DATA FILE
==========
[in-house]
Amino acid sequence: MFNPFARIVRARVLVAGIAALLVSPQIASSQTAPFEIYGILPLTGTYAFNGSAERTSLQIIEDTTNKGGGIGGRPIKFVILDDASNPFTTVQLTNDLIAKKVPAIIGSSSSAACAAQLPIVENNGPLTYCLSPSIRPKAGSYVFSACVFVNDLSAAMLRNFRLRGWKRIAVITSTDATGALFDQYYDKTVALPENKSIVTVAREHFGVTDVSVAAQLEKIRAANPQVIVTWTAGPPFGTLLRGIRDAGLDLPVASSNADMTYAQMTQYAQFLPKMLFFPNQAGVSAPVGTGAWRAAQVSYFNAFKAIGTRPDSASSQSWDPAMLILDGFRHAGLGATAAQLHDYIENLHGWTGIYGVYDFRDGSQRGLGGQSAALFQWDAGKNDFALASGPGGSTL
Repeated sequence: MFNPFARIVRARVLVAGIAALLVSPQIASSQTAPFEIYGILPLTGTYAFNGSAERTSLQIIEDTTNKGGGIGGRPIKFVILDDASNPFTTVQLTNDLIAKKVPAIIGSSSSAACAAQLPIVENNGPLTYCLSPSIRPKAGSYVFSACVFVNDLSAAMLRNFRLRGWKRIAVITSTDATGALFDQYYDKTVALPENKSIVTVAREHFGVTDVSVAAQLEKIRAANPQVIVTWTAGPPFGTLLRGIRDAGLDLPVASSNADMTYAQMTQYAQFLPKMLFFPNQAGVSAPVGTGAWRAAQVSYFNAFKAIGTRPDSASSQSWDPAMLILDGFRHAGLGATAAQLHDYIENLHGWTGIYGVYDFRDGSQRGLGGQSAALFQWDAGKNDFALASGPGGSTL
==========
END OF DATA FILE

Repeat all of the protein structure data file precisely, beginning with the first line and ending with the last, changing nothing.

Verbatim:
[in-house]
Amino acid sequence: MFNPFARIVRARVLVAGIAALLVSPQIASSQTAPFEIYGILPLTGTYAFNGSAERTSLQIIEDTTNKGGGIGGRPIKFVILDDASNPFTTVQLTNDLIAKKVPAIIGSSSSAACAAQLPIVENNGPLTYCLSPSIRPKAGSYVFSACVFVNDLSAAMLRNFRLRGWKRIAVITSTDATGALFDQYYDKTVALPENKSIVTVAREHFGVTDVSVAAQLEKIRAANPQVIVTWTAGPPFGTLLRGIRDAGLDLPVASSNADMTYAQMTQYAQFLPKMLFFPNQAGVSAPVGTGAWRAAQVSYFNAFKAIGTRPDSASSQSWDPAMLILDGFRHAGLGATAAQLHDYIENLHGWTGIYGVYDFRDGSQRGLGGQSAALFQWDAGKNDFALASGPGGSTL
Repeated sequence: MFNPFARIVRARVLVAGIAALLVSPQIASSQTAPFEIYGILPLTGTYAFNGSAERTSLQIIEDTTNKGGGIGGRPIKFVILDDASNPFTTVQLTNDLIAKKVPAIIGSSSSAACAAQLPIVENNGPLTYCLSPSIRPKAGSYVFSACVFVNDLSAAMLRNFRLRGWKRIAVITSTDATGALFDQYYDKTVALPENKSIVTVAREHFGVTDVSVAAQLEKIRAANPQVIVTWTAGPPFGTLLRGIRDAGLDLPVASSNADMTYAQMTQYAQFLPKMLFFPNQAGVSAPVGTGAWRAAQVSYFNAFKAIGTRPDSASSQSWDPAMLILDGFRHAGLGATAAQLHDYIENLHGWTGIYGVYDFRDGSQRGLGGQSAALFQWDAGKNDFALASGPGGSTL